Poetry of the Bells

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Printed in aid of the Cambridge chime, by H.O. Houghton, 1858 - Bells - 70 pages

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Page 35 - How they tinkle, tinkle, tinkle, In the icy air of night! While the stars that oversprinkle All the heavens, seem to twinkle With a crystalline delight; Keeping time, time, time, In a sort of Runic rhyme. To the tintinnabulation that so musically wells From the bells, bells, bells, bells, Bells, bells, bells,— From the jingling and the tinkling of the bells.
Page 65 - RING out, wild bells, to the wild sky, The flying cloud, the frosty light: The year is dying in the night; Ring out, wild bells, and let him die. Ring out the old, ring in the new, Ring, happy bells, across the snow : The year is going, let him go; Ring out the false, ring in the true.
Page 21 - On this I ponder Where'er I wander And thus grow fonder, Sweet Cork, of thee, — With thy bells of Shandon, That sound so grand on The pleasant waters Of the river Lee.
Page 24 - IN the ancient town of Bruges, In the quaint old Flemish city, As the evening shades descended, Low and loud and sweetly blended, Low at times and loud at times, And changing like a poet's rhymes, Rang the beautiful wild chimes From the Belfry in the market Of the ancient town of Bruges.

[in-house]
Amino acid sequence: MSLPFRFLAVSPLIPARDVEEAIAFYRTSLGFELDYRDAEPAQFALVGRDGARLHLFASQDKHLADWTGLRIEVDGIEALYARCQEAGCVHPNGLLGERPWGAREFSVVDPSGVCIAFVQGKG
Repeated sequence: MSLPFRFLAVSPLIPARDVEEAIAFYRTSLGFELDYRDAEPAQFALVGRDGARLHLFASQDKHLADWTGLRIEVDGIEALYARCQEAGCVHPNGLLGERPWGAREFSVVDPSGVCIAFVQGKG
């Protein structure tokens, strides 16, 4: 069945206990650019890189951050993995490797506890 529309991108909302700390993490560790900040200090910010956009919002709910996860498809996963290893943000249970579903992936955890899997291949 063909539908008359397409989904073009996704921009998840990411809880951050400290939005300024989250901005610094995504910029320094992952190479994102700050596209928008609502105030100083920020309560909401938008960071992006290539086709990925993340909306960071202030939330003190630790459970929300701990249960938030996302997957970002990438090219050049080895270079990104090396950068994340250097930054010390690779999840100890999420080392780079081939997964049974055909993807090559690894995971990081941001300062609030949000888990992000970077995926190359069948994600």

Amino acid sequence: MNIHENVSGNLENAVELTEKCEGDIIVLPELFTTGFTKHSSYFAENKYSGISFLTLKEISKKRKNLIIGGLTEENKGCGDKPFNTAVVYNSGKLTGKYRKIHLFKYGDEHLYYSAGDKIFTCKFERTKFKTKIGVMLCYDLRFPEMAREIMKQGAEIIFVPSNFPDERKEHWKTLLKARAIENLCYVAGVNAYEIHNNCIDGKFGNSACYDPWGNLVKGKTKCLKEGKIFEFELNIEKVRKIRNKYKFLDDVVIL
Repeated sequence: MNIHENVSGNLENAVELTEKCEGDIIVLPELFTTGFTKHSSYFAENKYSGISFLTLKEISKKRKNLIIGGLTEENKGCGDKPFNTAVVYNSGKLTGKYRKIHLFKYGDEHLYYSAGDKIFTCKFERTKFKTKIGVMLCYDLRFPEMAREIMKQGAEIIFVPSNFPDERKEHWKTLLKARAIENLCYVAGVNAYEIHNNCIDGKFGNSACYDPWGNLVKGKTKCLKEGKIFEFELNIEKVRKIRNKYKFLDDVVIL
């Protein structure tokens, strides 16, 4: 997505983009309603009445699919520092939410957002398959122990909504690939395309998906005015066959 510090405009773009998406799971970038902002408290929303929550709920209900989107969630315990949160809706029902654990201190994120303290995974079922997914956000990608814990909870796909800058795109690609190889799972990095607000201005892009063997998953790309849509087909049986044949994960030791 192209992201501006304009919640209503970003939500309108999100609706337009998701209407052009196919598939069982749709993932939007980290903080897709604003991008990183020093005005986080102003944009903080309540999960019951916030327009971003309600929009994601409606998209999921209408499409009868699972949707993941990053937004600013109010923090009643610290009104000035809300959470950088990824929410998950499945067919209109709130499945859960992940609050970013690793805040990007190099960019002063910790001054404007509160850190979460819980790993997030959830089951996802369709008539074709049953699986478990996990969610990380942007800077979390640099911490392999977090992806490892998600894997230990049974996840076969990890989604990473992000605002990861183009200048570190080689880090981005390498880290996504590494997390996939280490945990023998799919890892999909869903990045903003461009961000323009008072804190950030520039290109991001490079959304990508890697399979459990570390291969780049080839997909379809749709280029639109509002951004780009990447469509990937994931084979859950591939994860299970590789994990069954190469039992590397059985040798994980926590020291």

Page 66 - Ring out false pride in place and blood, The civic slander and the spite ; Ring in the love of truth and right, Ring in the common love of good. Ring out old shapes of foul disease, Ring out the narrowing lust of gold ; Ring out the thousand wars of old, Ring in the thousand years of peace. Ring in the valiant man and free, The larger heart, the kindlier hand ; Ring out the darkness of the land, Ring in the Christ that is to be.
Page 21 - I've heard bells tolling Old Adrian's mole in, Their thunder rolling From the Vatican, — And cymbals glorious Swinging uproarious In the gorgeous turrets Of Notre Dame ; But thy sounds were sweeter Than the dome of Peter Flings o'er the Tiber Pealing solemnly.
Page 23 - The cheerful Sabbath bells, wherever heard, Strike pleasant on the sense, most like the voice Of one, who from the far-off hills proclaims Tidings of good to Zion: chiefly when Their piercing tones fall sudden on the ear Of the contemplant, solitary man, Whom thoughts abstruse or high have chanced to lure Forth from the walks of men, revolving oft, And oft again, hard matter, which eludes And baffles his pursuit — thought-sick and tired Of controversy, where no end appears, No clue to his research,...
Page 34 - Hear the sledges with the bells, Silver bells! What a world of merriment their melody foretells! How they tinkle, tinkle, tinkle, In the icy air of night! While the stars that over-sprinkle All the heavens, seem to twinkle With a crystalline delight...
Page 39 - In that muffled monotone, Feel a glory in so rolling On the human heart a stone They are neither man nor woman They are neither brute nor human...
Page 22 - Oh! the bells of Shandon Sound far more grand on The pleasant waters Of the River Lee.

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